The son of child rapist William Lambert has apologised to his father's victims in the wake of his conviction last week.

Mr Lambert’s son, now 47 and a grandfather himself, has followed the horrific trial from afar and felt compelled to apologise to his father’s victims - who were also his friends when he grew up in Sutton.

The man, the former gravedigger's eldest son from his second marriage, was sickened by the reports from the trial which centred on the horrific sexual abuse of four teenage girls at St Dunstan’s Church in the mid-1980s.

He said: “I just feel I have to speak out and apologise to all the girls who were abused by my dad. I knew most of them and we grew up together - they were my friends.

“Imagine you found out 30 years later that lots of your childhood friends were abused by your father?

“I feel physically sick that he was doing what he was doing and if I had known at all I would’ve confronted him.

“My father is an evil, sick and twisted man and we had a horrific childhood full of violence and anger - I don’t really remember us having a proper Christmas.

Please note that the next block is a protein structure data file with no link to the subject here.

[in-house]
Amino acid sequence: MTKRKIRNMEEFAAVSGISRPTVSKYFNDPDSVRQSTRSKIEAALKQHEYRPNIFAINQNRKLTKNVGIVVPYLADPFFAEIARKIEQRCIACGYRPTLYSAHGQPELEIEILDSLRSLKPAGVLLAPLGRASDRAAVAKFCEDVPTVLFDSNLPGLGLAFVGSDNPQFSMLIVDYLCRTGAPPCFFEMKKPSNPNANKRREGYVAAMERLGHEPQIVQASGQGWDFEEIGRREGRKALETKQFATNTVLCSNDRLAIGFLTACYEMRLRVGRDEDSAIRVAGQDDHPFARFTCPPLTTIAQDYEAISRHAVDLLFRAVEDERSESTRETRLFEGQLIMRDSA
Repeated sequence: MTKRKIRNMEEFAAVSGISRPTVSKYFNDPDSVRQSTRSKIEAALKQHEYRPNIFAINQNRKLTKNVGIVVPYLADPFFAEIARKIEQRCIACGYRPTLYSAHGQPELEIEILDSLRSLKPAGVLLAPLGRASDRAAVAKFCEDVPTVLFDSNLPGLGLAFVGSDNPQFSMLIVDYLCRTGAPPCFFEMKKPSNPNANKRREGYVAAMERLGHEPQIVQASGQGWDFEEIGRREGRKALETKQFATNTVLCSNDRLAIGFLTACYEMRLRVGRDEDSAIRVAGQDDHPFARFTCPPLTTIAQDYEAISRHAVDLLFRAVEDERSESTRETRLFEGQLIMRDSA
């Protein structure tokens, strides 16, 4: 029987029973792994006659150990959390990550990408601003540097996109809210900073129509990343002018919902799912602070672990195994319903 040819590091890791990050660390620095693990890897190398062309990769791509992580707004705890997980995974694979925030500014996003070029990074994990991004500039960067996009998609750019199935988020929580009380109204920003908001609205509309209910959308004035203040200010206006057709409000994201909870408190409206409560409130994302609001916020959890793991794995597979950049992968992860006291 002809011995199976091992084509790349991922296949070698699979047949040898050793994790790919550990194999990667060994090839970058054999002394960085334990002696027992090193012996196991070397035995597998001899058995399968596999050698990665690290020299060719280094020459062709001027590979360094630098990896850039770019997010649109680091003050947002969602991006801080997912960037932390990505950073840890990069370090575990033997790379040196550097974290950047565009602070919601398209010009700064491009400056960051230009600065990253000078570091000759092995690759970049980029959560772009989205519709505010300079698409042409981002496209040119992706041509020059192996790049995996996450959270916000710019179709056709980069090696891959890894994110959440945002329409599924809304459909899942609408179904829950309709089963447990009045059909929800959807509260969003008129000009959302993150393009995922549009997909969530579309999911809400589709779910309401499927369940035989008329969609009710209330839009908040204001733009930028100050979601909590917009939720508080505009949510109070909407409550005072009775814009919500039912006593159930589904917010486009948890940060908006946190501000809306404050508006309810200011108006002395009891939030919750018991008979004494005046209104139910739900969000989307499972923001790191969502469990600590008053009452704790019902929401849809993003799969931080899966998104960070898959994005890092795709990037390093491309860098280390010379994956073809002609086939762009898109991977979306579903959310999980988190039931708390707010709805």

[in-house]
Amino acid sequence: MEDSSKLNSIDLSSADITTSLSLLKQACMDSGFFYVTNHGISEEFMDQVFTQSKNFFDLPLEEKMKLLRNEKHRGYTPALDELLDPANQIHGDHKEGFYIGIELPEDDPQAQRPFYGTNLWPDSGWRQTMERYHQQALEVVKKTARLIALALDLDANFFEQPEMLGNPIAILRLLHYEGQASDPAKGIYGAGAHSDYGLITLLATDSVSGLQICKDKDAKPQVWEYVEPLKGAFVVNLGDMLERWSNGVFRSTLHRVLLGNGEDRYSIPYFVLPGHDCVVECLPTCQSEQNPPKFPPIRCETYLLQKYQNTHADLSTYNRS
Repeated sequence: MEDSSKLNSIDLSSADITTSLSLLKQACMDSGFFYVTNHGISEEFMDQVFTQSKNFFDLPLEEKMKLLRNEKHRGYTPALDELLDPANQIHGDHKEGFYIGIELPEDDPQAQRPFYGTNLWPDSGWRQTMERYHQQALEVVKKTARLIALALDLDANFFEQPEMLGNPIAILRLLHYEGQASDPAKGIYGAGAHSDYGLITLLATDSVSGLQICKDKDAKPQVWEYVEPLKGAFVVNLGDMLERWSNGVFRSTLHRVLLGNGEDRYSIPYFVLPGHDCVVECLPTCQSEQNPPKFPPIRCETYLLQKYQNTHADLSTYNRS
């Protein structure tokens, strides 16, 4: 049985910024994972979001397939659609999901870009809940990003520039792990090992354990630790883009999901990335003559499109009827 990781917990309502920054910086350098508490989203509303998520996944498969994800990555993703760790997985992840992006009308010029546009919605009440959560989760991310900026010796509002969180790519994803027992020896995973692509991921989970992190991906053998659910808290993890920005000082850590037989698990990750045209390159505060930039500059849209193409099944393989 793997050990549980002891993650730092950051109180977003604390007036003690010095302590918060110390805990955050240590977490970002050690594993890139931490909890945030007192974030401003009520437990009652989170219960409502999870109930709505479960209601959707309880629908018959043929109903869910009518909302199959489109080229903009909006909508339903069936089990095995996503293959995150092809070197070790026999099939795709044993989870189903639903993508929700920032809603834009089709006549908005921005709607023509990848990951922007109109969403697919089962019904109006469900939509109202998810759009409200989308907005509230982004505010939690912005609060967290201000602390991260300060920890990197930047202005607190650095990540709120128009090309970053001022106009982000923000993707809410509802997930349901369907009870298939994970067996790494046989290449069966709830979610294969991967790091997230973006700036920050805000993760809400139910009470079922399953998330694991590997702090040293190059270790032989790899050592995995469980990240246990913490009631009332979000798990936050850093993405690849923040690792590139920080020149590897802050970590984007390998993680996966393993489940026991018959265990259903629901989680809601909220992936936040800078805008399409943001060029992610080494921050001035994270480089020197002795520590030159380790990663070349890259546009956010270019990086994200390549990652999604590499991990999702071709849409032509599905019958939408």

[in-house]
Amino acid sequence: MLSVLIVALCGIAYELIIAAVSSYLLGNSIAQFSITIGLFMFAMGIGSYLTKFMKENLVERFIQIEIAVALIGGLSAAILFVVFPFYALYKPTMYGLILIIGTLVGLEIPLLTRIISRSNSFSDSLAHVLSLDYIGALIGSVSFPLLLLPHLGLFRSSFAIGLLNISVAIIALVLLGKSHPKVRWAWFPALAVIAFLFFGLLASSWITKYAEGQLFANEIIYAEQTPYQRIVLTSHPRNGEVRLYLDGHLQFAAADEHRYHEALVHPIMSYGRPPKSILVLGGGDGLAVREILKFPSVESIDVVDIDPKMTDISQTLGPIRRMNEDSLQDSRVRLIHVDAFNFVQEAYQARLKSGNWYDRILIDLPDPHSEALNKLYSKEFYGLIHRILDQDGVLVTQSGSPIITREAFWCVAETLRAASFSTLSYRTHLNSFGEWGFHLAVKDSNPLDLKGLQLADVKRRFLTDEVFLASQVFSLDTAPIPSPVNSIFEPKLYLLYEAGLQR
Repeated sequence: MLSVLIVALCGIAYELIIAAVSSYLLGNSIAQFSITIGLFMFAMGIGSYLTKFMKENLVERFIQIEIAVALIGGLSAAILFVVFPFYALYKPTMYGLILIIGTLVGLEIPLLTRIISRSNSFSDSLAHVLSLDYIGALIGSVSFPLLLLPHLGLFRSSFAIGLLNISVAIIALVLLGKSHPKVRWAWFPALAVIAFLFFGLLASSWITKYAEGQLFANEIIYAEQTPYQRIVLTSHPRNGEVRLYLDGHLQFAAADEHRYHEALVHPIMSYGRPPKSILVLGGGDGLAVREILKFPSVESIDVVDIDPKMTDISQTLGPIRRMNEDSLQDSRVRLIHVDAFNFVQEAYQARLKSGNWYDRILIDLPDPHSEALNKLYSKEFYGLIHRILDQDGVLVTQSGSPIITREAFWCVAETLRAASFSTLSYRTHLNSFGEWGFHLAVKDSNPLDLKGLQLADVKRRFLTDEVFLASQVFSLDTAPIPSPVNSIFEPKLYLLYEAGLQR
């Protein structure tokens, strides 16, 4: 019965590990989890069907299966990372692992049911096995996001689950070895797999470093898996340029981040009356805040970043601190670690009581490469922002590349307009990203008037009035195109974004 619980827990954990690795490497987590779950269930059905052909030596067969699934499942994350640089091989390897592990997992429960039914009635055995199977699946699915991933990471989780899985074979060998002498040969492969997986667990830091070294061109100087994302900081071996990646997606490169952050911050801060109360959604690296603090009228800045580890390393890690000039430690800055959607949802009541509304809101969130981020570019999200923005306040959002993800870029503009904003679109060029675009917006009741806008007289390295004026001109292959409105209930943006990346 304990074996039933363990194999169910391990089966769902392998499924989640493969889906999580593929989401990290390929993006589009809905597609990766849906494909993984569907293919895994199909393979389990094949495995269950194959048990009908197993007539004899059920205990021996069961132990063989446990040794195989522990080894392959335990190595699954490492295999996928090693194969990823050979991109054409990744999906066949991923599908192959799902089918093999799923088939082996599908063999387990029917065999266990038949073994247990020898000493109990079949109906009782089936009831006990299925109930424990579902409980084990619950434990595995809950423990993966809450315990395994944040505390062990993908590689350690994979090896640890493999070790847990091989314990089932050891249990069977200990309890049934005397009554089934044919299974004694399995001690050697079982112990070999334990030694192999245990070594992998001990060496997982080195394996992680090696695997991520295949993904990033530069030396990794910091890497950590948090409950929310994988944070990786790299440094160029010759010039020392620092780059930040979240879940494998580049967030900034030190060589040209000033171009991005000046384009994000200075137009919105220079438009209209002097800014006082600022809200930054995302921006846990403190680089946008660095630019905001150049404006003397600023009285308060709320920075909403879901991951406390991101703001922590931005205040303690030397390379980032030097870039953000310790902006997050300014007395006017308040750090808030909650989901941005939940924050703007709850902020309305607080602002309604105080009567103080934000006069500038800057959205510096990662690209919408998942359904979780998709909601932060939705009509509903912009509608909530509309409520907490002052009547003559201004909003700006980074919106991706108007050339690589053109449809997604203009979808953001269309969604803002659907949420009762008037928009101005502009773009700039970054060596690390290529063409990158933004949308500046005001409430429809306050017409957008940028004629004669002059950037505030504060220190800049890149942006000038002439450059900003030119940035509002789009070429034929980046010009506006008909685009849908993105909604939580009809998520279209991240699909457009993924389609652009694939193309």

“I was the eldest and used to get the majority of the beatings especially if I tried to protect my mum or brothers.

“I remember one time he threw me off a wall and beat the hell out of me - we were just kids but he used to punch us like we were men.

”I can still smell his stinking breath and can still see him, furious, standing over me with his fists clenched."

Lambert claimed throughout his life, to friends and family, that he was in the parachute regiment but his son poured cold water on that suggestion.

He said: “He used to have us believe he was a war hero. We were told he fought on the Suez Crisis in Egypt in the 1950s.

“But in actual fact he never really had a proper job and was always ponsing off the dole. He was such a good liar, we all fell for them.

“I have daughters myself and there is no way he will ever see them again. I honestly hope he dies in prison, hopefully alone."

Lambert will be sentenced at Croydon Crown Court on June 10.